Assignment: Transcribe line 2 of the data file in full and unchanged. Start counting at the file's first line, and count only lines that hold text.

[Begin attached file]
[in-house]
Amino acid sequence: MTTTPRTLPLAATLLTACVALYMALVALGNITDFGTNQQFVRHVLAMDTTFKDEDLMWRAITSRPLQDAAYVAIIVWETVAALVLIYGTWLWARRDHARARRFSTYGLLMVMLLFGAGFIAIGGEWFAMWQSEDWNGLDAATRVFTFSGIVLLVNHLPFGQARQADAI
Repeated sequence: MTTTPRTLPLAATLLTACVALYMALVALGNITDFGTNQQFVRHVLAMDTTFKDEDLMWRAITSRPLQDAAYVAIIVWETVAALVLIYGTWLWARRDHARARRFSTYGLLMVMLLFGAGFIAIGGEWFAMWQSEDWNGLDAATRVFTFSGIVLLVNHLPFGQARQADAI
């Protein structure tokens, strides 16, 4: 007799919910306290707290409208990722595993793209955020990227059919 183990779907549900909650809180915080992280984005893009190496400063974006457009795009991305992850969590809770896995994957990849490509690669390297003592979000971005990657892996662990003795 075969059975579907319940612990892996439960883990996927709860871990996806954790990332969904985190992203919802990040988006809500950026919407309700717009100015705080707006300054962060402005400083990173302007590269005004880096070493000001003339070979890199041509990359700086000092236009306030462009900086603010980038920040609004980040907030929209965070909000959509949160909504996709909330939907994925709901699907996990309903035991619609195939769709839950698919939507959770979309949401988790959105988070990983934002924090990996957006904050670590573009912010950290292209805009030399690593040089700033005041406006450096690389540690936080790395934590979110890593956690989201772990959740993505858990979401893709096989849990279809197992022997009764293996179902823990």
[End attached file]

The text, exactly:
Amino acid sequence: MTTTPRTLPLAATLLTACVALYMALVALGNITDFGTNQQFVRHVLAMDTTFKDEDLMWRAITSRPLQDAAYVAIIVWETVAALVLIYGTWLWARRDHARARRFSTYGLLMVMLLFGAGFIAIGGEWFAMWQSEDWNGLDAATRVFTFSGIVLLVNHLPFGQARQADAI